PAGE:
Scott A. Mushkin - Wolfe Research LLC

Yeah, hey, guys. Thanks for taking my questions. This is really more of a taking a step back and taking stock question. If I look at you guys, and we're in stores a lot, I'd say compared to when you went public, you're much better operators. I think the stores are really operating well. And I'd also say that one of the things that doesn't get talked about is your merchandising. And then, of course, we're in a better economy. But back then, when you talked about 4% to 6% comp, half through traffic, half through inflation, but also kind of the new store maturation.

And, I guess, what I'm sitting back and trying to understand given that I think you're actually a much better company today than you were back then is what's changed. Why is comp so low? And the retail price is not just about the cost of the good. It's also about what's going on with your labor cost, what's going on with the shipping costs, what's going on with delivery. And so usually that retail price in an economy like this would be growing. And if your cost of goods were falling, you could actually see a nice widening out of your margin and your comps should stay real strong. So I'm just trying to get my arms around it. I know it's a long question, but maybe you can comment on it.

Amin N. Maredia - Sprouts Farmers Markets, Inc.

Yeah, Scott. No. That's a great question. And if you really step back and we've done this analysis, I think the two biggest drivers are one is inflation/deflation. And if you recall, when we first went public and then back into 2014, 2015, we were running 3-plus inflation. And so when you go from 3-plus inflation to deflation, that's a pretty big swing. So I think that's one of the biggest deltas.

I think the second part around the business is our East Coast business continues to accelerate and we're seeing good. All of our new vintages are continuing to see acceleration in the business. And in our more mature markets, it's really the tailwinds of some of the initiatives that were driving some of the early success.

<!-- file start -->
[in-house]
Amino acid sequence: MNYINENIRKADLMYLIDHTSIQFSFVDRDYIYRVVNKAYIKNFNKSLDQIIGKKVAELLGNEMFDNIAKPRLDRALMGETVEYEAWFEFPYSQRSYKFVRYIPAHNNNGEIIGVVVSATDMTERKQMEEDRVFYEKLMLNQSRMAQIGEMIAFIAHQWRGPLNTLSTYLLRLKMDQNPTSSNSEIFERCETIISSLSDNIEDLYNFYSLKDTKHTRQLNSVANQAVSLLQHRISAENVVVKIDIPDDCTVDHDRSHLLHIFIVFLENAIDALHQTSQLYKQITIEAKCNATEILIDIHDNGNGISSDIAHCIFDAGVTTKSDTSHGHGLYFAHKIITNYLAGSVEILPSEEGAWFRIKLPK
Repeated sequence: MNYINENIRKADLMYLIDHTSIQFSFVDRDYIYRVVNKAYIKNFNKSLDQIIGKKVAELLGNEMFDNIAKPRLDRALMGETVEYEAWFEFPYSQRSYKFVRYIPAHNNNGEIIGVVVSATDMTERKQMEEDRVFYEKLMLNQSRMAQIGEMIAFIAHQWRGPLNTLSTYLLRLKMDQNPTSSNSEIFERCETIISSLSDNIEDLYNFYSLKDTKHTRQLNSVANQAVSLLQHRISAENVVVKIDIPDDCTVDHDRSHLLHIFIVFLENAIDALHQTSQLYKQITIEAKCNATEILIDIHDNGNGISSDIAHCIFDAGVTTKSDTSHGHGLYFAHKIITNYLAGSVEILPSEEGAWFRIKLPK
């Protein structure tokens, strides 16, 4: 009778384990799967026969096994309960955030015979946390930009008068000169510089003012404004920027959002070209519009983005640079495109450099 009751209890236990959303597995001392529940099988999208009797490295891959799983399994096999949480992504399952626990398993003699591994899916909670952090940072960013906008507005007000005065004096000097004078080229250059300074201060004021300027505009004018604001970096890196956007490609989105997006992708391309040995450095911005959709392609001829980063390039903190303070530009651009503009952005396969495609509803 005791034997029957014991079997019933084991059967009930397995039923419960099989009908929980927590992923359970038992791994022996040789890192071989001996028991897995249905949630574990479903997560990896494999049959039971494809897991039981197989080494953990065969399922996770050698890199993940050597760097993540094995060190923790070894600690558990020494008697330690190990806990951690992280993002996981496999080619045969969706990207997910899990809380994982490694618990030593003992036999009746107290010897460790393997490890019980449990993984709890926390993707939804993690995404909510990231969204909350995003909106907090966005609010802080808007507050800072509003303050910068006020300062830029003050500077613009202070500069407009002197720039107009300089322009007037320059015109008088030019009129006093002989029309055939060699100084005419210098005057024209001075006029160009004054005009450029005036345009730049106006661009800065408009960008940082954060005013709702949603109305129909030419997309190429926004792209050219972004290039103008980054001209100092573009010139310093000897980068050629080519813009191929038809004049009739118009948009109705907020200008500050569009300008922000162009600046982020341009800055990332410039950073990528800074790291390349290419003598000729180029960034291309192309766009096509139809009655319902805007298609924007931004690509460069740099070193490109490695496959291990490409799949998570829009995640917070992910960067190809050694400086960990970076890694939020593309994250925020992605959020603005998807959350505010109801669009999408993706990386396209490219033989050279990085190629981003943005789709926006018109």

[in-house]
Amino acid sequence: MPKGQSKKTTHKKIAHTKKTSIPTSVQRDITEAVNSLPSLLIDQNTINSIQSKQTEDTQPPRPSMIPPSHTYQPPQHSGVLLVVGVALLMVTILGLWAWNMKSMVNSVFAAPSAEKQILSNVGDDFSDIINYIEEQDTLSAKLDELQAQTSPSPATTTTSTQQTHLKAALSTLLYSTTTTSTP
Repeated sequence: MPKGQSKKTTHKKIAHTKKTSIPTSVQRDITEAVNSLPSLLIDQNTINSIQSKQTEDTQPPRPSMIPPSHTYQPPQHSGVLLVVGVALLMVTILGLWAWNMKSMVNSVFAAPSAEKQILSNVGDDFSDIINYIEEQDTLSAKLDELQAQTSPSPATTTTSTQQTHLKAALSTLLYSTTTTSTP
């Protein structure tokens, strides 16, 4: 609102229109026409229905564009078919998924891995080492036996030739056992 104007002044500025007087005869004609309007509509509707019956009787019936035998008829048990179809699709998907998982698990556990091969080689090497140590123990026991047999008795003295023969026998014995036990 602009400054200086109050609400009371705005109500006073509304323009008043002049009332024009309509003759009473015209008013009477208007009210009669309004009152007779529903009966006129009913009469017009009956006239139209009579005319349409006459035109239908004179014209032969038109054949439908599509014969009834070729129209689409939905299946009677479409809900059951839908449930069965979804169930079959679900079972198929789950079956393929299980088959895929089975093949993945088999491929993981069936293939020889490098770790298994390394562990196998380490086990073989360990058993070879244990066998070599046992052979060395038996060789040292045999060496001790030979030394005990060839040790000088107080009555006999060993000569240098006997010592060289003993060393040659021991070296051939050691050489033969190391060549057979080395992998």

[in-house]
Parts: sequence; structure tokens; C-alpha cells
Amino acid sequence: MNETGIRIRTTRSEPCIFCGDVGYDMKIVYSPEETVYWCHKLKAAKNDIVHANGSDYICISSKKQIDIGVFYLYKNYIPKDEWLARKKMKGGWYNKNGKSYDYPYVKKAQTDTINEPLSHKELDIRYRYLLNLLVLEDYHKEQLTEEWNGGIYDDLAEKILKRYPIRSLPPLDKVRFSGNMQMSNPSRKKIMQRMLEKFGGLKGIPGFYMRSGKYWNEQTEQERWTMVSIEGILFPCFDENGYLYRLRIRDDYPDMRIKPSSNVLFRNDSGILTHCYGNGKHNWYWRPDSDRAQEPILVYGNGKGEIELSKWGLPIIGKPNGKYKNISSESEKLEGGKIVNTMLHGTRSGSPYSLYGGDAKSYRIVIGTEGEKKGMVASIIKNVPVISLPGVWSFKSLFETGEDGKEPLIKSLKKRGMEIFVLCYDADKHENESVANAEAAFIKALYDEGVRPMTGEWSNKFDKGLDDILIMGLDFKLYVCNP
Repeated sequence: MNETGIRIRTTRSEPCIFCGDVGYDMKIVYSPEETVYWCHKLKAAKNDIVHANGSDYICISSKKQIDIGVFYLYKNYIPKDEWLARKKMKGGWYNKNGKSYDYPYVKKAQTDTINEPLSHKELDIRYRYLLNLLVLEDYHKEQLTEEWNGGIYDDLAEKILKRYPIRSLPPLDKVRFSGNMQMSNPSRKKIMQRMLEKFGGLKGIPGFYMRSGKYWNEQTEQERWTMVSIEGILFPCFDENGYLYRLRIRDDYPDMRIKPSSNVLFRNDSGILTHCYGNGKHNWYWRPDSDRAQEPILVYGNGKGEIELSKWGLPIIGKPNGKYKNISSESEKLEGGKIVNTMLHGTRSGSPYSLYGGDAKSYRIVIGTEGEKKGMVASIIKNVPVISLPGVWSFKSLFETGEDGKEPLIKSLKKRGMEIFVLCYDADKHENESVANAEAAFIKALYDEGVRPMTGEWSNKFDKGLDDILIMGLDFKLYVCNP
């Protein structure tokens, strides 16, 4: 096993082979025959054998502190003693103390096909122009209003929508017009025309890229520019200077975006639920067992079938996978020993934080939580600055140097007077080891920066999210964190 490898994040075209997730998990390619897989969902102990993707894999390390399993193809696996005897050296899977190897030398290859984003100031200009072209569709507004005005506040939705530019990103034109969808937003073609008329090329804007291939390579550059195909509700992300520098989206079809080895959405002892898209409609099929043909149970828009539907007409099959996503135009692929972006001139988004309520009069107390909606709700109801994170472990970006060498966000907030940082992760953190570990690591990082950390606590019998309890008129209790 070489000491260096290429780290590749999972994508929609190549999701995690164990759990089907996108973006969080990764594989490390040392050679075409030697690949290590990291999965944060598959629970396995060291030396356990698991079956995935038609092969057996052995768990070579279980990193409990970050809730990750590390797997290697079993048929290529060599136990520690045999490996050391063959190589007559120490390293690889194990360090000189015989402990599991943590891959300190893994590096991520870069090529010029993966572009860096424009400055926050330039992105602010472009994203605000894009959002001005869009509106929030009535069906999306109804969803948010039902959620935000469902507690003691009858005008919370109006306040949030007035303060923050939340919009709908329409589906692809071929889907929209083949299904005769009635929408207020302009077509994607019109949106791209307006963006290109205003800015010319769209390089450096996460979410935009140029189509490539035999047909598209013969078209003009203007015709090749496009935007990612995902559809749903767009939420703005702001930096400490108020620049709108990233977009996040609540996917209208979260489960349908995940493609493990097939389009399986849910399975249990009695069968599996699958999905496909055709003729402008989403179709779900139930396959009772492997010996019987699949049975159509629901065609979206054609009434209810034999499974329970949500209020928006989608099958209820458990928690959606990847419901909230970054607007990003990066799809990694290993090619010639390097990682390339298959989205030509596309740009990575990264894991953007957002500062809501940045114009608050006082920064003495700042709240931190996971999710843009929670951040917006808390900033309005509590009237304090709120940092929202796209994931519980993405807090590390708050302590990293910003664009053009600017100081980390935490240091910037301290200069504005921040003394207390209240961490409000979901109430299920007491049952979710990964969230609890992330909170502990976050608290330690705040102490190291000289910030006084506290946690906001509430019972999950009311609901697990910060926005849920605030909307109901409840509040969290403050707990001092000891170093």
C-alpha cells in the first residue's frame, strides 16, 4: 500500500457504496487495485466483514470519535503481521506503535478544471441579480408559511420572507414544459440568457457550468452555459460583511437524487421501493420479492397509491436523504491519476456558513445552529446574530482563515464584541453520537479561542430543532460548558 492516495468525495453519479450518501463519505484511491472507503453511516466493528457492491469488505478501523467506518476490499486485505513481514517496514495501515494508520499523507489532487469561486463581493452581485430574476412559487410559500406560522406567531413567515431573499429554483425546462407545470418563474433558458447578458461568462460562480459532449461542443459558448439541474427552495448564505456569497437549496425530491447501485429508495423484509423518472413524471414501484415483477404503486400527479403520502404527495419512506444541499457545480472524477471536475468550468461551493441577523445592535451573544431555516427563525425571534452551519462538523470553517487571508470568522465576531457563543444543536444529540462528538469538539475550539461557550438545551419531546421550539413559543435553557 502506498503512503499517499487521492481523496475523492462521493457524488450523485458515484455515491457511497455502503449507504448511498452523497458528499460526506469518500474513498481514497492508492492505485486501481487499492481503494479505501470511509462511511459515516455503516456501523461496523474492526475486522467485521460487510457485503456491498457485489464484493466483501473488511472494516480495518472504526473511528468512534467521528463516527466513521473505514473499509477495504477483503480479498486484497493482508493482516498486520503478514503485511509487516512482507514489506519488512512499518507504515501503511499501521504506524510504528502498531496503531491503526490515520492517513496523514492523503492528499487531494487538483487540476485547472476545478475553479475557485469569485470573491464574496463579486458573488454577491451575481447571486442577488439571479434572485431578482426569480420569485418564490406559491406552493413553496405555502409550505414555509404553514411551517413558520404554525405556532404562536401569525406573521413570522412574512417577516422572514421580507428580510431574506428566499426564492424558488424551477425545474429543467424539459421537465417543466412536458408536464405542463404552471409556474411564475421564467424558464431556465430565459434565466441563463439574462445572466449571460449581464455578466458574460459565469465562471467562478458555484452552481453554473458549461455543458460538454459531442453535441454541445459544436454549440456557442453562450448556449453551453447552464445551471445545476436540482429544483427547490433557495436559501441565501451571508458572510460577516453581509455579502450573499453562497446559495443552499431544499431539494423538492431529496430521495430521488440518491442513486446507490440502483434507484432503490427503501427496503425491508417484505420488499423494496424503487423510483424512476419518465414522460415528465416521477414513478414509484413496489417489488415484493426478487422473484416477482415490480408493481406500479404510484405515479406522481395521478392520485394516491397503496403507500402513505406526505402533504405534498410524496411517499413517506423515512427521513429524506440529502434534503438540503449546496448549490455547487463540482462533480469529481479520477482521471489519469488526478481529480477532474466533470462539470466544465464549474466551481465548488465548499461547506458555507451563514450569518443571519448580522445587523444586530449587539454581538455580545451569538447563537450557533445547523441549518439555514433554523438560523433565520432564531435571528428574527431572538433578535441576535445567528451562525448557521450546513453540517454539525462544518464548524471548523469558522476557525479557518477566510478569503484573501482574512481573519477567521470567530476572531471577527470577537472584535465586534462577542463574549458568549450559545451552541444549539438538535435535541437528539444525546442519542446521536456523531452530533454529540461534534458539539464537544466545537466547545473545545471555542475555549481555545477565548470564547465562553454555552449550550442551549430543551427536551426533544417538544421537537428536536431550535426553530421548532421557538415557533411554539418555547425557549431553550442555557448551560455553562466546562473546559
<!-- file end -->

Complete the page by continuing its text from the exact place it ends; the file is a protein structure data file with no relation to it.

While we still continue to have initiatives like private label, meat and seafood and deli, those tailwinds are just different today than they would have been when we were just coming up with some big initiatives in the overall environment, so. And then, as you know, competition and margins obviously weigh in. So we've always – even today we think of this as in a flat inflation/deflation environment, a 2.5, 3 comp business. And if you're in a deflationary environment, then you're going to come off of that. So it's the biggest punch line here is inflation/deflation.

Scott A. Mushkin - Wolfe Research LLC

Perfect. Thanks. Appreciate the answer.

Operator

Thank you. Our next question comes from Edward Kelly of Wells Fargo. Please proceed.

Edward J. Kelly - Wells Fargo Securities LLC

Yeah. Hi, guys. Good morning. Thanks for taking my question. I just wanted to ask a question on produce. What I'm hoping you can help us understand is the optimal environment from a produce standpoint for you. You talked about earlier in the quarter tightness of supply that obviously hinders you to some extent from driving traffic. Supply has gotten better, but now we have deflation in the category associated with that and that's not good either. So I'm just trying to understand what you would see as the most optimal environment there.

And then just kind of a follow-up to Scott's question is, how are you now thinking about growth of the business over time? You did slow or pull back on growth to some extent, but you seem to be having a lot of success on the East Coast. Just wondering how we should be thinking about unit growth going forward.

Amin N. Maredia - Sprouts Farmers Markets, Inc.

Yeah, I think I'll start and then let Jim add and I'll do it in reverse order so Jim can add to the inflation/deflation.

As far as growth concern, what we've seen is when we went to about a 30-store growth and a more balanced growth in existing markets and new markets, we're really seeing really great, one, ability to pick better sites and be more selective frankly and walking away from sites when the economics are not strong. Second is our training in our new store and our operations are starting off much stronger in the new markets. As well as we feel like we're starting to hit near that tipping point where our brand is leading us now being in 16 states and 18, 19 states by the end of the year.

We're starting to tip a point where more and more people already know Sprouts when we go into a new market because they've been into a Sprouts somewhere else during their travels. And that's resonating also as we're going to new markets. So I think that's helping our new store productivity. So all of those pieces we feel really good about. But we've learned that having that 30 stores seems to be very manageable and very strong on operations, so we like that place.